For instance, there's something quite admirable about Kroc's vision of a clean, "family friendly" environment with uniform standards; why then, does the film essentially make fun of him for enforcing this, chewing franchise owners out on a golf course in hysterical fashion? 

And isn't it also interesting that a milkshake maker salesman could see something special in the McDonald brothers' restaurant and have big ideas for where the business could go, which proved more than successful?

Similarly, what about Kroc's ability to promote quality talent from within, such as burger flipper Fred Turner (Justin Randell Brooke), who would one day follow Kroc as the company CEO?  And I loved the insight of Kroc finding franchise owners who were interested in his "clean-cut" standards at churches, synagogues, and veterans groups.

The film showed these aspects of Kroc's work, yet there's a disconnect with its portrayal of Kroc the man.  As director Hancock says in a Blu-ray featurette, the viewer starts out rooting for Kroc but by the end of the movie isn't sure about him anymore; he's more of an antihero or perhaps even a villain.  Was that the right angle for the film to take?  

I'd like to suggest the movie could have better walked a line portraying a fully rounded human being while simultaneously omitting some of the negativity and celebrating his great American success story.  It feels instead rather as though the filmmakers went in trying to find a controversial or dramatically interesting hook, perhaps rooted in a desire to be critical of "big business," then squished facts to fit that tone rather than present something more balanced.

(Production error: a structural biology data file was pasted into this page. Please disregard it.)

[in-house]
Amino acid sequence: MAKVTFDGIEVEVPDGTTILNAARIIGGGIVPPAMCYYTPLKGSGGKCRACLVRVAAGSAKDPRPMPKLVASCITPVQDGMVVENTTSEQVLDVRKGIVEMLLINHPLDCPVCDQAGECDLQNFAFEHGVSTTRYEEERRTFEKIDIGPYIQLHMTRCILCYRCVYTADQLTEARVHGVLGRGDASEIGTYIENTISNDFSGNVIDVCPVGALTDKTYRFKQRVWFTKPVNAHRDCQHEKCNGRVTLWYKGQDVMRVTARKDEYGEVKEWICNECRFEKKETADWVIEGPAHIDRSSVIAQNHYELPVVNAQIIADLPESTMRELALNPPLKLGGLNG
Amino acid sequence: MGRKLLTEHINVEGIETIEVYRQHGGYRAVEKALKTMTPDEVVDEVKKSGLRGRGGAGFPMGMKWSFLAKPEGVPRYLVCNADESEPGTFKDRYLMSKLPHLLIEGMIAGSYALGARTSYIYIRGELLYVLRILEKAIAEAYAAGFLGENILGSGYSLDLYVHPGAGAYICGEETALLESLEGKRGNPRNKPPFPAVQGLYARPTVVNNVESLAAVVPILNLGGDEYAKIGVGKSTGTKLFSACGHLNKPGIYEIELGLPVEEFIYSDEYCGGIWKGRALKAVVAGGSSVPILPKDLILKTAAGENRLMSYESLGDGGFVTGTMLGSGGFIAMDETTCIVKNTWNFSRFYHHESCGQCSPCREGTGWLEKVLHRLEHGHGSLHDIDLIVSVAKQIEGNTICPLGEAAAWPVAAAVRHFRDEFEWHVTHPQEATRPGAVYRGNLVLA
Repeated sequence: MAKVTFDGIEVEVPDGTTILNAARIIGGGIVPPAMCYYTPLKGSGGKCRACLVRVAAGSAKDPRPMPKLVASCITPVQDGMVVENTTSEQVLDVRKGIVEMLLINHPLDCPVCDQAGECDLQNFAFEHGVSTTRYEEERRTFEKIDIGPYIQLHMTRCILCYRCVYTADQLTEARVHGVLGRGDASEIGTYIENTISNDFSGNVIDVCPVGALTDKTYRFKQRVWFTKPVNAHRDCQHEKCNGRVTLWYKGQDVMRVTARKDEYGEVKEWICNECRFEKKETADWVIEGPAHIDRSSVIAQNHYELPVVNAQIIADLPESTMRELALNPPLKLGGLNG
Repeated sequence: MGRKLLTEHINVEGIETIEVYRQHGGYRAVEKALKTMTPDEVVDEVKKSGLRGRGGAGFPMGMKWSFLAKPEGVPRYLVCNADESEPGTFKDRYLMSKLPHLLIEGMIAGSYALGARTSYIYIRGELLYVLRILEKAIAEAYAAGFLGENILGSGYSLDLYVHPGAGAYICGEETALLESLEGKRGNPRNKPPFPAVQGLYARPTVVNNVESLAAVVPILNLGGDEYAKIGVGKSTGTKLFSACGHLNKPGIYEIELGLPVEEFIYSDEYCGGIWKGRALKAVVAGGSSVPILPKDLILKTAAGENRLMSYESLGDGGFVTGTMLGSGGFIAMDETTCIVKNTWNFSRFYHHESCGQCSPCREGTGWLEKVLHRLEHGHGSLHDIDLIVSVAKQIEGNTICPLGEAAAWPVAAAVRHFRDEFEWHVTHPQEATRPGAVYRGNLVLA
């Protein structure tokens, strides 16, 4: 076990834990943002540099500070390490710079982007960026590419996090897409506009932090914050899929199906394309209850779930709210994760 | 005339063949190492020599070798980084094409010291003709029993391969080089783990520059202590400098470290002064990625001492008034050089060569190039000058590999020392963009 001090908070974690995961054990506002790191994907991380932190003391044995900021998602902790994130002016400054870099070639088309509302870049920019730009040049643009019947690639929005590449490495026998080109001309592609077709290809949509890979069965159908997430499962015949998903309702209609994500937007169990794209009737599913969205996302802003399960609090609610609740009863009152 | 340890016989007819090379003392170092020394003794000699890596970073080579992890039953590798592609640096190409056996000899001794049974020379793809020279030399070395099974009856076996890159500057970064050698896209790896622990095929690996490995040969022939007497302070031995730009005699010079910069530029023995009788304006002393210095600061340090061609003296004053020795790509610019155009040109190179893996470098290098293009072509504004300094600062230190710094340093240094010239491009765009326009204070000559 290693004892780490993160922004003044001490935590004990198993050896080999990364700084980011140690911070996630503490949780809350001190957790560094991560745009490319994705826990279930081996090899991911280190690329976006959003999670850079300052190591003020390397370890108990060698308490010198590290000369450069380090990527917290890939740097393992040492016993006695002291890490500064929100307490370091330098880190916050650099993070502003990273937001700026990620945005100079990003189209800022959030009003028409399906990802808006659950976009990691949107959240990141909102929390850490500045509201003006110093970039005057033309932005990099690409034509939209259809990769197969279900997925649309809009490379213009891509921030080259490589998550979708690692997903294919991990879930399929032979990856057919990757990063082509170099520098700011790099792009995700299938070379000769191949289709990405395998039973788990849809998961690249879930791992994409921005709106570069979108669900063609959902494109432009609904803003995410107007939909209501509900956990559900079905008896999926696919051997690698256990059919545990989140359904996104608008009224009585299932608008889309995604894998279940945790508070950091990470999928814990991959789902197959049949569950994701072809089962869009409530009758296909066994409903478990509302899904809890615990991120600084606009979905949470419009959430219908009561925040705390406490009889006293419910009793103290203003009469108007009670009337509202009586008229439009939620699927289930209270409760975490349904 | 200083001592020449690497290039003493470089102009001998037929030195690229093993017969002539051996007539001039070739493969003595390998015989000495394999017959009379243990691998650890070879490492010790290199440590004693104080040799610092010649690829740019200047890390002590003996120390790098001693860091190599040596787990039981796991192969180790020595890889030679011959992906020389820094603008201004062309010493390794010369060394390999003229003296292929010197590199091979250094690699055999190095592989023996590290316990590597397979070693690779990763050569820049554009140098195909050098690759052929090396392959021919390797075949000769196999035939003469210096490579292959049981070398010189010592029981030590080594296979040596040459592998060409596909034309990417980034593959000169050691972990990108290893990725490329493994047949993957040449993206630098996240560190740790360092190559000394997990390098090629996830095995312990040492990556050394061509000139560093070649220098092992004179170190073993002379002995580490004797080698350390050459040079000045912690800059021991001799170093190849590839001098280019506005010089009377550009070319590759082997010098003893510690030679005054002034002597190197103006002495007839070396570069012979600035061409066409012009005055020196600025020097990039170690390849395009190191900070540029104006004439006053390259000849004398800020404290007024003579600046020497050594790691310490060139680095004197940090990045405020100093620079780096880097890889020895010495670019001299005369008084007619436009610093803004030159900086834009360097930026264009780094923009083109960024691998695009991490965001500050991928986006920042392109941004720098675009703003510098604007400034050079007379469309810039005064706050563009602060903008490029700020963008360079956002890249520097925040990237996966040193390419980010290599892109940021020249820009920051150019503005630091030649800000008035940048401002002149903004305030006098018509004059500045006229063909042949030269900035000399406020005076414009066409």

I found the movie flawed but worthwhile; while not entirely successful, it's entertaining and thought-provoking, even when it leads to analysis which is critical of the film.

Keaton has some excellent moments, including his awe at the neon "golden arches" lighting the night sky, but jointly with the script his Kroc is at times almost disturbing.  There are quieter moments which hint at greater depth, but not enough to suit me, and as mentioned, the character's thoughtful actions are not always a match for the way he's otherwise portrayed.

For me the most interesting performance was Novak as Sonneborn; it's a relatively small role in the second half of the film but Novak really brings it alive.  The scripting here is also quite good, as Kroc learns that the way to control unruly franchises, not to mention the cautious McDonald brothers, is to own the land where the restaurants sit.

Dern is underutilized as Kroc's sad, quiet first wife Ethel, who attempts to be supportive but is often ignored.